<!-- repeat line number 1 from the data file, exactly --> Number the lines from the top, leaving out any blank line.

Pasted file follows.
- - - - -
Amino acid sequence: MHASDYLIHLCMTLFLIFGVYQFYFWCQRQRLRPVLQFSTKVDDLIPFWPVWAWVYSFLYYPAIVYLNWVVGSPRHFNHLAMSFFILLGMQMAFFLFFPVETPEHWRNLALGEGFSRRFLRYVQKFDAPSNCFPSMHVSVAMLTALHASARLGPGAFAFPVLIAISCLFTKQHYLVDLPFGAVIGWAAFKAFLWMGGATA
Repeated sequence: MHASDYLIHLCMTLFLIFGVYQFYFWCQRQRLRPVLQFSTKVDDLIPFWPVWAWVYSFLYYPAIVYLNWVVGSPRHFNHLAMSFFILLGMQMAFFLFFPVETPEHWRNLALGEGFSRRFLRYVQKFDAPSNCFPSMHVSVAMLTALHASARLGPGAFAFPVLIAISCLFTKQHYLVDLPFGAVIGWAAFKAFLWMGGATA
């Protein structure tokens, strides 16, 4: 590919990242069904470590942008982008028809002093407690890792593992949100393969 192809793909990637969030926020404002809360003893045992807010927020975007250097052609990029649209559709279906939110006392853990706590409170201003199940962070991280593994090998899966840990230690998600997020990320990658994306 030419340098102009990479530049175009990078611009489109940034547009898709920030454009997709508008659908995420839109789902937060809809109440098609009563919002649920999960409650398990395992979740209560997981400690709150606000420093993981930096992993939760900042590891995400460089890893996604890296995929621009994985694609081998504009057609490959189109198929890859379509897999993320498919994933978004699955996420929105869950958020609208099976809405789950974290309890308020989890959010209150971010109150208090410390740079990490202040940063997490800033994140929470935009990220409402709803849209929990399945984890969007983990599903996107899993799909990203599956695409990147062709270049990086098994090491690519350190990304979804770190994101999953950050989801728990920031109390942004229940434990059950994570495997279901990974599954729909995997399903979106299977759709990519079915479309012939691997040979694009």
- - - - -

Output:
Amino acid sequence: MHASDYLIHLCMTLFLIFGVYQFYFWCQRQRLRPVLQFSTKVDDLIPFWPVWAWVYSFLYYPAIVYLNWVVGSPRHFNHLAMSFFILLGMQMAFFLFFPVETPEHWRNLALGEGFSRRFLRYVQKFDAPSNCFPSMHVSVAMLTALHASARLGPGAFAFPVLIAISCLFTKQHYLVDLPFGAVIGWAAFKAFLWMGGATA